Xi Jinping Cements Control After 20th Party Congress

There was little doubt about who would emerge ascendant from the 20th Party Congress. Nonetheless, the numerous profiles written on the man over the past week reinforce just how much power Xi Jinping has managed to accumulate as he segues into his third term as General Secretary of the CCP. Shunting his predecessor offstage, shutting women out of the Politburo, and gearing up for greater confrontation around the world, Xi reminded his domestic and international audiences that he is firmly in command of the CCP, with all of the risks and rewards that entails.

Throughout Xi’s rise and rule, he has maneuvered his way into becoming arguably the most powerful person in the world. Reporting on Xi’s evolution “from ‘counter-revolutionary’ to absolute power,” Verna Yu and Emma Graham-Harrison from The Guardian described Xi’s infatuation with control:

Xi’s fear of the disintegration of the party and collapse of its rule translates into a quest for total control over everything, from the personal lives of individuals to China’s giant multinational firms, say analysts.

“What strikes me most about Xi Jinping is his Stalinist way of governance, using his apparatus to purge the party, [emphasising] the party’s unified leadership and going back to the real party dictatorship,” said Jean-Philippe Béja, a research emeritus professor at Sciences Po in Paris. “No one is beyond the reach of the party.”

[…] Like Stalin, Xi believes in party control by party institutions, making him “a more orthodox Marxist-Leninist leader than Mao”, said [Michel Bonnin, an expert on the Cultural Revolution at the Paris-based École des Hautes Études en Sciences Sociales]. “The obvious problem is that the country might choke under such tight and rigid control.”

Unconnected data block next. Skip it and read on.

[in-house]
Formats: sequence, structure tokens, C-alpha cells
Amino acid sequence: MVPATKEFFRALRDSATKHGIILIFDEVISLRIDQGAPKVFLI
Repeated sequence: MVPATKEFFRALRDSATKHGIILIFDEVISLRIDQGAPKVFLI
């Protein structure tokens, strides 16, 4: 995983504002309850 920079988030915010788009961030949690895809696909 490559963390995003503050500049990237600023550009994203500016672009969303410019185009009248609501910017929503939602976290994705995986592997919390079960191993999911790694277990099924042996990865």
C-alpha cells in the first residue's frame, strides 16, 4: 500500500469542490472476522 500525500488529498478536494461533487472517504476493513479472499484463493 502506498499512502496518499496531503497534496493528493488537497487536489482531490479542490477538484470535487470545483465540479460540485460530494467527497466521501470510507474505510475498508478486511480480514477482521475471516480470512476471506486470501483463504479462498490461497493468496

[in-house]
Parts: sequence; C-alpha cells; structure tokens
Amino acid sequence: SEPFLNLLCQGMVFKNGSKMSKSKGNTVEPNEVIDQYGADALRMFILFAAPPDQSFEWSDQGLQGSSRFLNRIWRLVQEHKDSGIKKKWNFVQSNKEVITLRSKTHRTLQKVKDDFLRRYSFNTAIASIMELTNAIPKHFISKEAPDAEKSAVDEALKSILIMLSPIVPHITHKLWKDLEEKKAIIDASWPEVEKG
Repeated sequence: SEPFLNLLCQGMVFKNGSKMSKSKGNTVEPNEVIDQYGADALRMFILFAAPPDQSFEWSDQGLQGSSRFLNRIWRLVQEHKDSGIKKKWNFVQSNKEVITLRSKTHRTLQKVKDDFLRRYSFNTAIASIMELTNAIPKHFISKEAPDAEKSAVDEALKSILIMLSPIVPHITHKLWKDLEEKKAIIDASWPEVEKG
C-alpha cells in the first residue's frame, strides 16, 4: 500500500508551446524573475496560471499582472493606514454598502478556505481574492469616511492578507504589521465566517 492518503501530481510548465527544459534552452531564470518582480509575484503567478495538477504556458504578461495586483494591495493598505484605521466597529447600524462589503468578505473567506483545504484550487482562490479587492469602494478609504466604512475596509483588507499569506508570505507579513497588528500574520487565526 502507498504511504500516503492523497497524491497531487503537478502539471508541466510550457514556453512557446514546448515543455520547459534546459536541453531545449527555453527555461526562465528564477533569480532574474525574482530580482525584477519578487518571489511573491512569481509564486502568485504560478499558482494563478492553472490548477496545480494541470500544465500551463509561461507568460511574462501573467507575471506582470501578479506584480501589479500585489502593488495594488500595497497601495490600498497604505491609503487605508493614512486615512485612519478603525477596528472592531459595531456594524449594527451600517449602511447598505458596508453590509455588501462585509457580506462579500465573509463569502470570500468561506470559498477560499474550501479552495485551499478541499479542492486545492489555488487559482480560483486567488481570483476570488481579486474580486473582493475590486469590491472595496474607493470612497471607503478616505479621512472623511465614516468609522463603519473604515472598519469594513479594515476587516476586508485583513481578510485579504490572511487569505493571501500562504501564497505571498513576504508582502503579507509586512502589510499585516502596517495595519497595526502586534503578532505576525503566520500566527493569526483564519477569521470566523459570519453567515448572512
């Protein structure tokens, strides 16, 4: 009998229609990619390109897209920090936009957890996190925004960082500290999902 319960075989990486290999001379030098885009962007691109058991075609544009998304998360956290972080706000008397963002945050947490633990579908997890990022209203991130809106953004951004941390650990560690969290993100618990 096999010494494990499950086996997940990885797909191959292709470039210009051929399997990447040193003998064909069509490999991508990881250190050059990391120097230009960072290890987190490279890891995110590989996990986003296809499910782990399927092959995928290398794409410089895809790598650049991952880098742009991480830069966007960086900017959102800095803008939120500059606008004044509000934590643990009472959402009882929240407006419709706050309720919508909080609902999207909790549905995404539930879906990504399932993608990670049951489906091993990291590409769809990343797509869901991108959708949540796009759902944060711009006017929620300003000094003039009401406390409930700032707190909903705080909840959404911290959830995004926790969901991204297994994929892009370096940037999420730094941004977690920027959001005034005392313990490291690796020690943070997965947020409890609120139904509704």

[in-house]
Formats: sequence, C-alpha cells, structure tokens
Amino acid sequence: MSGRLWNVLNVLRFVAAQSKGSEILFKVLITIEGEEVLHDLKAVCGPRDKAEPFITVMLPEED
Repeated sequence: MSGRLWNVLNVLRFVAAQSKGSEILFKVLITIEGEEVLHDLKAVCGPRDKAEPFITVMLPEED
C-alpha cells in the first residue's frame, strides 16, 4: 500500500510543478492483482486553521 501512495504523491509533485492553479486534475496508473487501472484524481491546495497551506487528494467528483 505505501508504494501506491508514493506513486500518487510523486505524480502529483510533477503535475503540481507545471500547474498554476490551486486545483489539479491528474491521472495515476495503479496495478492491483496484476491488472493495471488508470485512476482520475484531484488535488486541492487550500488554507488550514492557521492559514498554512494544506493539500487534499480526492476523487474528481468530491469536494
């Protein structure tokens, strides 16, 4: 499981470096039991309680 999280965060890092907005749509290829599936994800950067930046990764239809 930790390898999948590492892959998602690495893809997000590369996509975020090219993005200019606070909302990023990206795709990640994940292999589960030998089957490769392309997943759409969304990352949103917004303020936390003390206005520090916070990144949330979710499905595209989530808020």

[…I]f anything, political triumph is likely to cement Xi’s hardline instincts to protect a system that many “red princelings” like him see as both inheritance and mission. [Source]

Analysts saw Xi’s personnel appointments to the Politburo and Politburo Standing Committee as an extension of his control. Former China director of the U.S. National Security Council Evan Medeiros gave this forceful assessment: “The biggest surprise is how fully, completely, and resoundingly Xi Jinping and his confidants dominated this Party Congress. We are in a new era of maximum Xi Jinping. There is literally no balance in this leadership. Xi Jinping has stacked the top—the seven men that run the country—with people that are his closest friends.” Speaking to The New York Times about the ruling elite surrounding Xi, University of Chicago professor Dali Yang stated, “He was dominant already and is even more dominant now. […] He owns it.” Hong Kong Baptist University professor emeritus Jean-Pierre Cabestan, noting both the lack of gender balance and factional balance, described it thus: “Xi is surrounded by yes-men.”